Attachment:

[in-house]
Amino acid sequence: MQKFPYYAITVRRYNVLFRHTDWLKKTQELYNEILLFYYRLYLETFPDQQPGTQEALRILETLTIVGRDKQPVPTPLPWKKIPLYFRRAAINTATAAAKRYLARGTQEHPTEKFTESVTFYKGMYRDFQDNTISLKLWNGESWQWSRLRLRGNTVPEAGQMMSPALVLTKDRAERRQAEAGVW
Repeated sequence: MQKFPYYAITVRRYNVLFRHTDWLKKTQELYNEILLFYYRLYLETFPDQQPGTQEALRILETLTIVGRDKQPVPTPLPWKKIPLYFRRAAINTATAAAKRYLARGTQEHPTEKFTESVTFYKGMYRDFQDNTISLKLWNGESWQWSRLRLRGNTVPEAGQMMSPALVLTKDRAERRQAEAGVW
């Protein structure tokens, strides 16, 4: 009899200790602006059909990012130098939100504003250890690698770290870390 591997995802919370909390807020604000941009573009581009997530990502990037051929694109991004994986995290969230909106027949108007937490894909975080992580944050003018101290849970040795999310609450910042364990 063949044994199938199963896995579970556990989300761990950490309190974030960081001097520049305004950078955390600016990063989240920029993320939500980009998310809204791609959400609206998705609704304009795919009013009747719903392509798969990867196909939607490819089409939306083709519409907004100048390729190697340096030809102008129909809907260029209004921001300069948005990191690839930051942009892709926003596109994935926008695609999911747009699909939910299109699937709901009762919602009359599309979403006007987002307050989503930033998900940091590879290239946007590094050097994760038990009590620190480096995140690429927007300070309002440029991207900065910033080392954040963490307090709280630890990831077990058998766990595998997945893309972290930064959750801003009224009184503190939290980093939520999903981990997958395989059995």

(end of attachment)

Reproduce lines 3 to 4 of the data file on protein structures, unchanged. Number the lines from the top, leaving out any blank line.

Repeated sequence: MQKFPYYAITVRRYNVLFRHTDWLKKTQELYNEILLFYYRLYLETFPDQQPGTQEALRILETLTIVGRDKQPVPTPLPWKKIPLYFRRAAINTATAAAKRYLARGTQEHPTEKFTESVTFYKGMYRDFQDNTISLKLWNGESWQWSRLRLRGNTVPEAGQMMSPALVLTKDRAERRQAEAGVW
């Protein structure tokens, strides 16, 4: 009899200790602006059909990012130098939100504003250890690698770290870390 591997995802919370909390807020604000941009573009581009997530990502990037051929694109991004994986995290969230909106027949108007937490894909975080992580944050003018101290849970040795999310609450910042364990 063949044994199938199963896995579970556990989300761990950490309190974030960081001097520049305004950078955390600016990063989240920029993320939500980009998310809204791609959400609206998705609704304009795919009013009747719903392509798969990867196909939607490819089409939306083709519409907004100048390729190697340096030809102008129909809907260029209004921001300069948005990191690839930051942009892709926003596109994935926008695609999911747009699909939910299109699937709901009762919602009359599309979403006007987002307050989503930033998900940091590879290239946007590094050097994760038990009590620190480096995140690429927007300070309002440029991207900065910033080392954040963490307090709280630890990831077990058998766990595998997945893309972290930064959750801003009224009184503190939290980093939520999903981990997958395989059995």